Firstly, I’m no misanthrope, but I don’t feel humans deserve some privileged position over other lifeforms simply because they have some limited sense of awareness.

Secondly, I’m not a strong anti-natalist, I feel this is a defensible position to adopt, so I could rely on this position to defend abortion.

Thirdly, I don’t believe that bodily autonomy is anything more than a social construct. Foreshadowing David’s line of argumentation, It’s not a matter of Liberal autonomy over dictatorial oppression. I feel that this is first a false dichotomy and second a competition between social constructs.

Whilst I do understand that Thomson’s position is intended to counter Americans who do subscribe to the myths of autonomy, sovereignty, agency, rights, and property, this is also why I feel the entire argument depends on rhetoric and emotion. Perhaps, the rest of us aren’t going to be anti-abortion in the first place, so why expend energy trying to formulate a deeper argument to convince us.

I had previously heard of the model Thomson employed that drew an analogy between an accomplished violinist and a fetus. I hadn’t read the source essay and didn’t know that Thomson had authored it. I wasn’t familiar with her extended arguments either.

I had originally planned to regard each proposed scenario separately, but I’m going to exercise the principle of least effort and just share some general observations, leaving the door open to revisit these when time and interest align. In general, I don’t feel that Thomson makes a strong logical argument. Her approach relies on emotion and rhetorical tactics.

Thomson frames a Consequentialist argument and colours it with a dash of Virtue ethics. By establishing the accomplished musician, she establishes a frame that taps into elitism. She takes a high art versus low art approach, an approach often adopted by virtue ethicists. For me, this always triggers a red flag.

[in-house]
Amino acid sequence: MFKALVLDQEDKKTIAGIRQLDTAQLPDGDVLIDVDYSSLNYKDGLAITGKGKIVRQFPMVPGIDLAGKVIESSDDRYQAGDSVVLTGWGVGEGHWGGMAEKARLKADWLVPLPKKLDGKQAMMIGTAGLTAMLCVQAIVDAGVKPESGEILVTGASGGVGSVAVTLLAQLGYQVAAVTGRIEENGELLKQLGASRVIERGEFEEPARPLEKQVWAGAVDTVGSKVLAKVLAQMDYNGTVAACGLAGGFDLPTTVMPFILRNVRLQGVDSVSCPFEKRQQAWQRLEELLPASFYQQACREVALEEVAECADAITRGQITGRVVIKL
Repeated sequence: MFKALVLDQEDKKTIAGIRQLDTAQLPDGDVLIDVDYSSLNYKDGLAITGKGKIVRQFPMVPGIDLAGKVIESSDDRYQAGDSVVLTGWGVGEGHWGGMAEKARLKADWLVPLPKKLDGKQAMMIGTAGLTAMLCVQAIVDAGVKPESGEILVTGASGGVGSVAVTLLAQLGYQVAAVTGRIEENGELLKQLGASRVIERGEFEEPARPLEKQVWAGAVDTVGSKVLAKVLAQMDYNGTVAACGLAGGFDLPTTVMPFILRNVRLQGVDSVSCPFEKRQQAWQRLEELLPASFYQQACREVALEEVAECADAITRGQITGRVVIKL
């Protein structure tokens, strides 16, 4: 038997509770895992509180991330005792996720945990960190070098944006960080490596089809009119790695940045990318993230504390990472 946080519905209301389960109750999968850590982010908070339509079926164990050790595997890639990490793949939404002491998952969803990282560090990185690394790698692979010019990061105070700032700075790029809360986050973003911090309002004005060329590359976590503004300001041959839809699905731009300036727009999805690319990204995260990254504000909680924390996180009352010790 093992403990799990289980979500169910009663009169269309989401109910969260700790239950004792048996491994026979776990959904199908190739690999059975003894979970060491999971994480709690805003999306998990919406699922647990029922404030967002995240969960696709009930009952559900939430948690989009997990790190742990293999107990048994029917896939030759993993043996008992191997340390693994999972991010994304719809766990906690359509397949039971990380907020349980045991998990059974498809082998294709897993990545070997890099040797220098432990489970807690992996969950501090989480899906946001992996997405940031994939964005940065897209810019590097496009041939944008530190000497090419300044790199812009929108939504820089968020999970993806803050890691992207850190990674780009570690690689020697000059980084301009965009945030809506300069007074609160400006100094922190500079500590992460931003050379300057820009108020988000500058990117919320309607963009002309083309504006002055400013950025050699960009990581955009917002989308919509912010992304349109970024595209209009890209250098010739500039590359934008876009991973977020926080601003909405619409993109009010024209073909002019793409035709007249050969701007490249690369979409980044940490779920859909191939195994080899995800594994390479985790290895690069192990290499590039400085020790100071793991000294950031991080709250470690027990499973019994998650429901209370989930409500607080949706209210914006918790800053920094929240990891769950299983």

Next, she triggers the home invasion reflex for people who believe in private property as an extension of bodily autonomy, so she is relying on fear as legerdemain, even if unintentionally.

In each case, the autonomous actor is given a privileged position in the story. In the first case, the tethered musician is unconscious and has no voice—like a fetus or a pet. She is generous enough to afford the musician full human status and bodily autonomy, yet without agency.

Thomson creates a false dichotomy that she expects one to adopt uncritically. Is she a reliable narrator? Are there no intermediate options available? Let’s ignore this, as she hopes one does. It’s you or the musician in a zero-sum game of life and death. In a scenario where the musician or fetus has no agency, it’s easy to take the self-righteous high road and claim decision authority.

Allow me to take a detour for a moment. Let’s say that you and the musician were both tethered without consent and that each of you came to and your inextricable plights were conveyed to you. In this case, each of you may wish to exercise autonomy and in this deathmatch, only one would prevail; the other would die. Given this elitist setup, you are the underdog—some shlub versus Paganini in his prime. Even a fetus might have this privilege. Perhaps you are carrying the proto-progeny of Einstein or a king with no heirs? Handmaid’s Tale, yes. But I digress.

The next sleight of hand is introducing an emotional self-defence trope. The setup is that given the choice of the other person being an existential threat, who wouldn’t agree that you have a right to defend yourself?—not delving into the fiction of rights.

David jumps right onto Thomson’s bandwagon, which was her intent, but it is not obvious that self-defence is some inalienable right. In practice, the right is abridged by the state often. This is true in the United States as well as Canada. I’m imagining David overloading the meter on a connected galvanic skin testing device. Pure emotion.

I fully sympathise with David’s position, but this doesn’t change the fact whether a person has autonomy or not is an arbitrary decision. Many cultures now and even Western cultures in the past had little notion of personal autonomy. Trepidation aside, there is little reason to presume this will continue to persist.